Small groups of left-wing politicians and Islamists held ‘funeral’ prayers in the southern Indian state of Kerala on Sunday night for students ‘killed’ in police ‘firing’at a Delhi university campus a few hours earlier.
A message on social media about two students ‘killed’ at Jamia Millia Islamia University brought these groups to the streets to protest against the alleged police action.
The message was fake just like several other messages spread by Islamist groups on social media. It sparked protests across university campuses in India late on Sunday.
On Monday, the Delhi Police dismissed rumours being spread about the way they handled the mob violence near Jamia campus. They warned of tough action against those who spread such misinformation to incite violence.
Later, the home ministry issued an advisory to state governments asking them to monitor fake messages spread on social media.
Briefing media, MS Randhawa, PRO of Delhi Police, said the charges against officers of using excessive force on Jamia students are not true and they did not open fire on any student.
Some officers did enter the campus to arrest suspects who sneaked in after setting central government buses, private cars and motorcycles on fire and throwing rocks at police leaving 30 of them injured, Randhawa said.
Earlier, Jamia Vice-Chancellor said the Delhi Police entered the university campus without permission, fired teargas shells and attacked students in a library.
However, media reports supported by videos claimed that police entered the library only to nab suspects who were trying to use the university campus as a sanctuary.
Locals, vandals and some students of the university armed with Molotov cocktails, sticks and rocks took part in arson and rioting that began around 5pm on a road just 800 yards from the campus.
Students of Jamia denied any role in the violence unleashed and claimed that they had been holding peaceful protests inside their campus against the Citizenship Amendment Act (CAA) since last week.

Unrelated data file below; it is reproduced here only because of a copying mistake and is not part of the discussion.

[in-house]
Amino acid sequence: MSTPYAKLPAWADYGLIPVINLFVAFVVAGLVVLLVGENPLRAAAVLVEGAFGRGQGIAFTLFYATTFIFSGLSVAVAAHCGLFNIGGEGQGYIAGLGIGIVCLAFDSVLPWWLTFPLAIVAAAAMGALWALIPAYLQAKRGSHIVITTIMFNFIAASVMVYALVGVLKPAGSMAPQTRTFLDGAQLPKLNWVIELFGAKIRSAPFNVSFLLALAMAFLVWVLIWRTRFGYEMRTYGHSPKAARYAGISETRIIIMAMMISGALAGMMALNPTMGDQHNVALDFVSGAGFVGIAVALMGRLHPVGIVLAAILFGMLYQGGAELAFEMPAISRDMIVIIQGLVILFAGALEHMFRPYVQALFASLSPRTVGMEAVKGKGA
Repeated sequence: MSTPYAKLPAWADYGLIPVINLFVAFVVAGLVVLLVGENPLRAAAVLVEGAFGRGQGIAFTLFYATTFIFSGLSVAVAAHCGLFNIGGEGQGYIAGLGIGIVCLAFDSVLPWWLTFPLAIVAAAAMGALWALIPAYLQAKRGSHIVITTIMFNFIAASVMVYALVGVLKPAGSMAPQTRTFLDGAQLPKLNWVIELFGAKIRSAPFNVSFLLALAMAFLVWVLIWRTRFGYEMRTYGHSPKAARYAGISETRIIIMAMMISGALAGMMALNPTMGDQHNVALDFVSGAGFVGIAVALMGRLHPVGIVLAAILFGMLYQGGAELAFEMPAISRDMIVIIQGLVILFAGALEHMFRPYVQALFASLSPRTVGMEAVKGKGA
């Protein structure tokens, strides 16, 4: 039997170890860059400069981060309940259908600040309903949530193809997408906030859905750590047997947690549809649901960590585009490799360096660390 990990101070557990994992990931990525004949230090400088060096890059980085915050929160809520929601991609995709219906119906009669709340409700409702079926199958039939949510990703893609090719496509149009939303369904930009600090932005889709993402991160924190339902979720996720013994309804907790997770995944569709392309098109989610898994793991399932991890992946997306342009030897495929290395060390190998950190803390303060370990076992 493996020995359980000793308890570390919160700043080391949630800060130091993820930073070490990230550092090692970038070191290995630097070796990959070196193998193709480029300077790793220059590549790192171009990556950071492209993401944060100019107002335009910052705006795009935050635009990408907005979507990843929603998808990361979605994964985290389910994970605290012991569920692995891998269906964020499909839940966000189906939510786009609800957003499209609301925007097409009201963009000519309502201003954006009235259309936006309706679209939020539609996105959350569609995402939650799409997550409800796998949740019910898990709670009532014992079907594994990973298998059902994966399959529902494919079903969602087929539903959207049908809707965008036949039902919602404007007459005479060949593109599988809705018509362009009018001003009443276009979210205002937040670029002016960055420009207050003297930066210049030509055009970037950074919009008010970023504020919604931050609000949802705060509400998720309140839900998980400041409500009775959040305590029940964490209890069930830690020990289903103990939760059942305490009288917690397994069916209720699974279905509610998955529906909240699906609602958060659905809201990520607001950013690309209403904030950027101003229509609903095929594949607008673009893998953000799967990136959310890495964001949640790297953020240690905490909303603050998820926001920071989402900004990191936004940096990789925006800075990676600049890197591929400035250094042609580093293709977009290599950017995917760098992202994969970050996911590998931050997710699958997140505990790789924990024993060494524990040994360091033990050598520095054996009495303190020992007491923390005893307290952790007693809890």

They accused outsiders of indulging in violence.
Responding to the rioting and arson near Jamia, Delhi Chief Minister and leader of the Aam Aadmi Party (AAP) Arvind Khejriwal, above, blamed it on the Delhi Police who come under the ministry of home affairs headed by Amit Shah.
Misled by messages posted on social media, Khejriwal’s deputy Manish Sisodia initially alleged that cops set fire to the buses.
Videos tell a different story. Youth are seen hurling bricks on the windscreen of government buses and hitting the glass windows with long sticks amid off-screen voices saying “Aag lagao, Aag lagao (‘Set on fire’).
With Delhi assembly elections just months away, AAP wants to corner Shah’s Bharatiya Janata Party (BJP) by showing how CAA is posing a threat to Muslims, a major vote bank, and the Union government is using police to smother dissent and attack students.
Minutes before the riots broke out near the Jamia campus, AAP’s legislator, Amanatullah Khan, was seen addressing a protest rally a few kilometres away, saying Muslims are finding it difficult to “ensure safety of places of worship, walking with beard and skull cap and wearing burqas.”
The audience is heard chanting that those who follow Hitler’s path will die like him.
Khan denied any role in the violence at Jamia Millia and said the protest at Shaheen Bagh where he spoke was peaceful.
However a day later, a sting operation by Republic TV recorded Khan’s aide Mintullah Khan as saying that people cannot accept everything that Prime Minister Narendra Modi and Shah say.
Asked if action was taken on the words of Khan, Mintullah said violence had to be done in Delhi.
Like AAP, Congress and left-leaning parties keep blaming Modi and Shah for the violence spreading over CAA. None of them have spoken much on violence, lies being spread on social media or the need for restoration of peace.
While questioning CAA, the Opposition’s only aim seems to be to win over more Muslim voters to stage a comeback in assembly and national elections.
Both Modi and Shah have reminded Muslims that CAA has nothing to do with them and it is concerned only about minorities in Muslim-majority Pakistan, Afghanistan and Bangladesh who came to India fleeing religious persecution. The law has a limited objective.